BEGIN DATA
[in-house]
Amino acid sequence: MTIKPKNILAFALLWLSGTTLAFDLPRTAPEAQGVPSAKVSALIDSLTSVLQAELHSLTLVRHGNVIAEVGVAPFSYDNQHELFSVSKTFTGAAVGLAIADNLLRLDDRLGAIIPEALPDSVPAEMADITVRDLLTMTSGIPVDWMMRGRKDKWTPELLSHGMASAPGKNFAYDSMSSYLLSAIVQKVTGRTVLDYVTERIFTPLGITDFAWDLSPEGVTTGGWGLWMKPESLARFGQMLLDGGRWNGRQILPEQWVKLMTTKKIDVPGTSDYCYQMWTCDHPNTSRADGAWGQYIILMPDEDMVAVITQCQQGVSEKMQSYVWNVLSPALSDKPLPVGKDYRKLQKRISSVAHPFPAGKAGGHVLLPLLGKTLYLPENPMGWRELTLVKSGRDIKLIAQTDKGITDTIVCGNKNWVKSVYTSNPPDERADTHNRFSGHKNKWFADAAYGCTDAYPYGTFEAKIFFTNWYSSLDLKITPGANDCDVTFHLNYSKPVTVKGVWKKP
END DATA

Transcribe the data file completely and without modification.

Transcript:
[in-house]
Amino acid sequence: MTIKPKNILAFALLWLSGTTLAFDLPRTAPEAQGVPSAKVSALIDSLTSVLQAELHSLTLVRHGNVIAEVGVAPFSYDNQHELFSVSKTFTGAAVGLAIADNLLRLDDRLGAIIPEALPDSVPAEMADITVRDLLTMTSGIPVDWMMRGRKDKWTPELLSHGMASAPGKNFAYDSMSSYLLSAIVQKVTGRTVLDYVTERIFTPLGITDFAWDLSPEGVTTGGWGLWMKPESLARFGQMLLDGGRWNGRQILPEQWVKLMTTKKIDVPGTSDYCYQMWTCDHPNTSRADGAWGQYIILMPDEDMVAVITQCQQGVSEKMQSYVWNVLSPALSDKPLPVGKDYRKLQKRISSVAHPFPAGKAGGHVLLPLLGKTLYLPENPMGWRELTLVKSGRDIKLIAQTDKGITDTIVCGNKNWVKSVYTSNPPDERADTHNRFSGHKNKWFADAAYGCTDAYPYGTFEAKIFFTNWYSSLDLKITPGANDCDVTFHLNYSKPVTVKGVWKKP